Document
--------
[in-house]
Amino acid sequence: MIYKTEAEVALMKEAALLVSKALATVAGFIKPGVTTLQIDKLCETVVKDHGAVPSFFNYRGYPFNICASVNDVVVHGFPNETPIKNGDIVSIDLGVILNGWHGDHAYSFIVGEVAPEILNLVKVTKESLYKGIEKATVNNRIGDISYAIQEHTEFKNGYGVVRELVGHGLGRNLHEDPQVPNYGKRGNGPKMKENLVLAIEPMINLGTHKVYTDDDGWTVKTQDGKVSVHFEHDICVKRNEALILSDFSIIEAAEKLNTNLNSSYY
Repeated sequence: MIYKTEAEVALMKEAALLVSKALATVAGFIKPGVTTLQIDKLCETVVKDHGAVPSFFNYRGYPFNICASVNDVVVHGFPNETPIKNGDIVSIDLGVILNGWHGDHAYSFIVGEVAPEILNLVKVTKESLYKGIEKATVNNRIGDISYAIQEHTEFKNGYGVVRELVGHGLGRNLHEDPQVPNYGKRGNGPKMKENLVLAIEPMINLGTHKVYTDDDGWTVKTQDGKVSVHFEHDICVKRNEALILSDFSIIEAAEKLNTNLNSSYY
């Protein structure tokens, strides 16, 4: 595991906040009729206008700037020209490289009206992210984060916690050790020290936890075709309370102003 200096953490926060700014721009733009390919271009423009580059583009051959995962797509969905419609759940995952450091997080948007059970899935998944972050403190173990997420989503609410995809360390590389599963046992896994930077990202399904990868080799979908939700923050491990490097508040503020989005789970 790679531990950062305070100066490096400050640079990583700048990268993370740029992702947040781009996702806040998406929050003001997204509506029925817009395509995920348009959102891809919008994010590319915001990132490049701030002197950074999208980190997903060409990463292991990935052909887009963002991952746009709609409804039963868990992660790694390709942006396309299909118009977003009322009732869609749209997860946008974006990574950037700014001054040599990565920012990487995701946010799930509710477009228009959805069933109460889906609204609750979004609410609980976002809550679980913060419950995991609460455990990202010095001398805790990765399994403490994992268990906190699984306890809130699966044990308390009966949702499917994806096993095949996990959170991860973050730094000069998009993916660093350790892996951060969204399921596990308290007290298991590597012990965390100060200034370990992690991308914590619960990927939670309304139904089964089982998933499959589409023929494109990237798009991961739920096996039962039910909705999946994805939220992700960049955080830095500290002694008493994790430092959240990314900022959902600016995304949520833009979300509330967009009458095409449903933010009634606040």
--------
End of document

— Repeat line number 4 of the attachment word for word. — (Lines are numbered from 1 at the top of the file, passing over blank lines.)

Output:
């Protein structure tokens, strides 16, 4: 595991906040009729206008700037020209490289009206992210984060916690050790020290936890075709309370102003 200096953490926060700014721009733009390919271009423009580059583009051959995962797509969905419609759940995952450091997080948007059970899935998944972050403190173990997420989503609410995809360390590389599963046992896994930077990202399904990868080799979908939700923050491990490097508040503020989005789970 790679531990950062305070100066490096400050640079990583700048990268993370740029992702947040781009996702806040998406929050003001997204509506029925817009395509995920348009959102891809919008994010590319915001990132490049701030002197950074999208980190997903060409990463292991990935052909887009963002991952746009709609409804039963868990992660790694390709942006396309299909118009977003009322009732869609749209997860946008974006990574950037700014001054040599990565920012990487995701946010799930509710477009228009959805069933109460889906609204609750979004609410609980976002809550679980913060419950995991609460455990990202010095001398805790990765399994403490994992268990906190699984306890809130699966044990308390009966949702499917994806096993095949996990959170991860973050730094000069998009993916660093350790892996951060969204399921596990308290007290298991590597012990965390100060200034370990992690991308914590619960990927939670309304139904089964089982998933499959589409023929494109990237798009991961739920096996039962039910909705999946994805939220992700960049955080830095500290002694008493994790430092959240990314900022959902600016995304949520833009979300509330967009009458095409449903933010009634606040």